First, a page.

Death adorns a poster distributed by the Indiana Board of Health in the early part of the 20th century, advertising the abandonment of “unhealthy” practices. You can find many such gems online. The Indiana Public Health Historic Collections are located at scholarworks.iupui.edu
Pestilence was no stranger to early Indianapolis.
Built on swampland in a time when poor sanitation compounded the general ignorance of disease-causing mechanisms, Indy residents suffered enormously from outbreaks of malaria, dysentery, whooping cough, scarlet fever, measles, pneumonia, pleurisy, erysipelas, and something called, “milk sickness.” Documented epidemics of typhoid fever, smallpox, yellow fever, and cholera killed scores across the region.
During most of Indiana’s history (in fact, throughout much of the 19th century), Hoosier physicians could offer little in the way of effective treatment. Bloodletting, purging, errant tradition, superstition and downright quackery were performed house to house by the local doc, chemist or eclectic healer — in an attempt to stem contagion. In 1880, only three other cities in the US had a higher death rate than Indianapolis.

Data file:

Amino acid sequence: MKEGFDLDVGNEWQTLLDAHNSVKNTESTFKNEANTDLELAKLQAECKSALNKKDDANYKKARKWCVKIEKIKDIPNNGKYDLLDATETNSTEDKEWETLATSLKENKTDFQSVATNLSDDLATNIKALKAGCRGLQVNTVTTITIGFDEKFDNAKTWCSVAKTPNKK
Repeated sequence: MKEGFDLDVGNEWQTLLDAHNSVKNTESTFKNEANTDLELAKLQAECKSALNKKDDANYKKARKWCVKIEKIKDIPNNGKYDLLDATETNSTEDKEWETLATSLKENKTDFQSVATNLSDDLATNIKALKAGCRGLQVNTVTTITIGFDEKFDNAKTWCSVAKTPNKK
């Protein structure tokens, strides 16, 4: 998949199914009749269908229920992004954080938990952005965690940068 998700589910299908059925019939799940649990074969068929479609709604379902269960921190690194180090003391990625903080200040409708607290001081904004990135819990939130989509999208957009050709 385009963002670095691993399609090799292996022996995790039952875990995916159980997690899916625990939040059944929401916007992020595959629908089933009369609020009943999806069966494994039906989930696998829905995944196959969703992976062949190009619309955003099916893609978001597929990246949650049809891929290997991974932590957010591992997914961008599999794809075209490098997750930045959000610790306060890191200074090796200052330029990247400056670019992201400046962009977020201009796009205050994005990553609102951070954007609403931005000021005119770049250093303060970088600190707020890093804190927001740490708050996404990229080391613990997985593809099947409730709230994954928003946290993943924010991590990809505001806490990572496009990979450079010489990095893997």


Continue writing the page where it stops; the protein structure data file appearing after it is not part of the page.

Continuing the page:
The turn of the next century saw marked improvements in medical science and professionalism throughout the region. A statewide Board of Health was established. Food & Drug laws were enacted. The role of nutrition in health was beginning to be understood and sanitation standards were finally enforced.
Despite these incredible leaps forward, 100 years ago this month, authorities reported being particularly concerned about sanitation in canneries as well as rabies, polio and an outbreak of diphtheria. The Monthly Bulletin of the Indiana State Board of Health reported on the previous month’s “Public Health Side Show,” which was presented at the State Fair. The program, viewed by an estimated 20,000 attendees, featured a display of microscopes where guests could observe microbes… and “by means of a recent invention… still and moving pictures, in daylight.” Information about hygiene’s role in disease prevention, as well as nutrition were also highlighted. No doubt posters, such as the one featured above, adorned light posts and bulletin boards, threatening the specter of death upon those who would not heed public health warnings.
In just 100 years, we’ve come so far… except for those of us still “neglecting our bowels.”
Is there a historic Hoosier doctor or chemist in your family line?
Tell us all about him/her in the comment box below.